Harry Judd smoked strong skunk cannabis at school.

Harry Judd

Harry Judd

The 31-year-old singer - who is the drummer in the band McFly alongside Tom Fletcher, Dougie Poynter and Danny Jones - experimented with marijuana when he was at boarding school and he continued to use the drug into his late teens and 20s.

Harry always thought weed was relatively harmless but he believes his drug use contributed to his bouts of anxiety.

Speaking about his anxiety struggles on ITV show 'This Morning' on Tuesday (17.10.17), the 'All About You' hitmaker said: "I had a very happy childhood, I can't for one minute complain. Very, very happy. I joined the band and when I was 17 and I was a confident guy, and everything was great. But it was when I was about 19 when things started to turn for me and I did start to suffer with anxiety."

Revealing when he first tried the drug, he said: "It wasn't actually in school, it was actually in the school holidays. But that's the thing with marijuana you've got different forms of marijuana, and I stumbled across the stronger sort."

And Harry admits his cannabis use increased when he was living with the rest of McFly and he had "no one" around to challenge his actions.

He said: "Then I joined the band and I remember the first time in the band house I was tentatively checking whether they had smoked before. And I remember thinking I had left home, and I have left school and thinking 'I am a free man, I can do what I want.' No one was looking over me. I very quickly felt dependent on skunk. And I remember growing up being told 'You can't get hooked on weed'. But within a month or so, that was it, that was me every night. It was a tough time; things were great, we were number one, selling out tours, and it got to the point where I really start to suffer with anxiety and the thing with anxiety is it creates irrational thoughts. There were times where I struggled to cope with the position I was in."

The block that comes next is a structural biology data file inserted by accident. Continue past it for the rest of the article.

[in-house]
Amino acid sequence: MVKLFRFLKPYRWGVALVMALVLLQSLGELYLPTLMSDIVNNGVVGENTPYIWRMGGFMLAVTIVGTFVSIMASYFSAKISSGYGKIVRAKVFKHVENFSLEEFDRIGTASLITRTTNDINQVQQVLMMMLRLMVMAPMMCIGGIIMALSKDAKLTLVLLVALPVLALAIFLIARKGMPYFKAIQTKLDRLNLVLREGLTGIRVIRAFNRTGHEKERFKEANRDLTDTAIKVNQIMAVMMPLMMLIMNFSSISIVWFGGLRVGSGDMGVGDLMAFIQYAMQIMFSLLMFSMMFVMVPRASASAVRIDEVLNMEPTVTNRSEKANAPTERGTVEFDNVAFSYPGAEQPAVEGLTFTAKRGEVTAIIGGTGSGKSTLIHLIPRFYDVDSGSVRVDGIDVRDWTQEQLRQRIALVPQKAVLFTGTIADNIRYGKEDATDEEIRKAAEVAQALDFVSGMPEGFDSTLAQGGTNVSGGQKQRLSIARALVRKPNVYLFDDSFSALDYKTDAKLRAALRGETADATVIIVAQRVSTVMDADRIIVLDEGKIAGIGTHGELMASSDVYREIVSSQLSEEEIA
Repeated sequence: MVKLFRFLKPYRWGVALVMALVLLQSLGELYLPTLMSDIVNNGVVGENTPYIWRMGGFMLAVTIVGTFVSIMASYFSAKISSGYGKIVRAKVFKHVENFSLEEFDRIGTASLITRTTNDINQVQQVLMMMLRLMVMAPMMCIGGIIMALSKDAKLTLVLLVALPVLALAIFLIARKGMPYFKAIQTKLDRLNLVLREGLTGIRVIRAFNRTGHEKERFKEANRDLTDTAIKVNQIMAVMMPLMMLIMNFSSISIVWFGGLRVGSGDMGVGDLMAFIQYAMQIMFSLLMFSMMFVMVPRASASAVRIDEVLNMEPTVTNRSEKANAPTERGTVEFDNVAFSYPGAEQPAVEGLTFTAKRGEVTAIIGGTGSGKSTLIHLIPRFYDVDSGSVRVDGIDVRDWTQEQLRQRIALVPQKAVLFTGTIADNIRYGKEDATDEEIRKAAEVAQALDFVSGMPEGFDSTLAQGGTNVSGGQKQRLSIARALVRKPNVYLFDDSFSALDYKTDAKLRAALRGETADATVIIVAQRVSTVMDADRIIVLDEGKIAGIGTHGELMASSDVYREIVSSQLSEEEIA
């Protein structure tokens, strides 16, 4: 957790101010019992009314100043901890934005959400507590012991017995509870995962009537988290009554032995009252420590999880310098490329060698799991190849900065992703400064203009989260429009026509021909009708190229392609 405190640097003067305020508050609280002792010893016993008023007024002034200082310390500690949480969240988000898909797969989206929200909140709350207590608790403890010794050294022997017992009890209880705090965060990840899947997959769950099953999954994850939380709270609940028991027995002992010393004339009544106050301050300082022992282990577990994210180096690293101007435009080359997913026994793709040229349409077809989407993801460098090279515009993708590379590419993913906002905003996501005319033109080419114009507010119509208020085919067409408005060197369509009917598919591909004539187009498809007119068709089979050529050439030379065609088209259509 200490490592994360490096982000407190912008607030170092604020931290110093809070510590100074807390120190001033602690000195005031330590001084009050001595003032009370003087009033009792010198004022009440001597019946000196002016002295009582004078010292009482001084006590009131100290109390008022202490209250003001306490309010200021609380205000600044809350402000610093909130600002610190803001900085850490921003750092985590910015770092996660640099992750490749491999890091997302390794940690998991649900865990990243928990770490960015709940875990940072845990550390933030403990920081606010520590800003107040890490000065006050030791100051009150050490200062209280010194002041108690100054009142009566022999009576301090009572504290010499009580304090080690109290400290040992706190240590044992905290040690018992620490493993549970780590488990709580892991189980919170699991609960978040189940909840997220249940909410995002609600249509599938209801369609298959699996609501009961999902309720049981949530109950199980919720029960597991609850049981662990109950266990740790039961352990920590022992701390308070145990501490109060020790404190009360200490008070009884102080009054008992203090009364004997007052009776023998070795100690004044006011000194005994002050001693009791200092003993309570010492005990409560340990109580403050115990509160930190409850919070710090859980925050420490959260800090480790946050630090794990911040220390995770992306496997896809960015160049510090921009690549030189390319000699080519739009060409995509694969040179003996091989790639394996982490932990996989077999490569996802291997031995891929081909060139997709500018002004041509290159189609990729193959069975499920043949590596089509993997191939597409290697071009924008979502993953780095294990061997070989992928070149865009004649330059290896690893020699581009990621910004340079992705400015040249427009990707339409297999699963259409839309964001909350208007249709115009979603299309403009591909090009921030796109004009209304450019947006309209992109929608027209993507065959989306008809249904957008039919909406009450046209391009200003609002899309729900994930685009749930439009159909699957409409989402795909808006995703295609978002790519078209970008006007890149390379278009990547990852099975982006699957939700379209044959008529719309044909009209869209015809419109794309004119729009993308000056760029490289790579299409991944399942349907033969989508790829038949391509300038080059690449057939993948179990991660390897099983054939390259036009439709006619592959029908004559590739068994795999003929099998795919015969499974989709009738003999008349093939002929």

Harry - who has seven-week-old son Kit and 20-month-old daughter Lola with his wife Izzy - eventually ditched the drug and has revealed he has beaten his anxiety through exercise and he's now never been happier or more in control of his life.

He said: "Thankfully for me, this is not a sob story it has been a very happy outcome and I have had a very happy adult life, but it has had its ups and downs and that is what has inspired me to write the book.

"It was exercise that was the catalyst that helped me cope with these problems."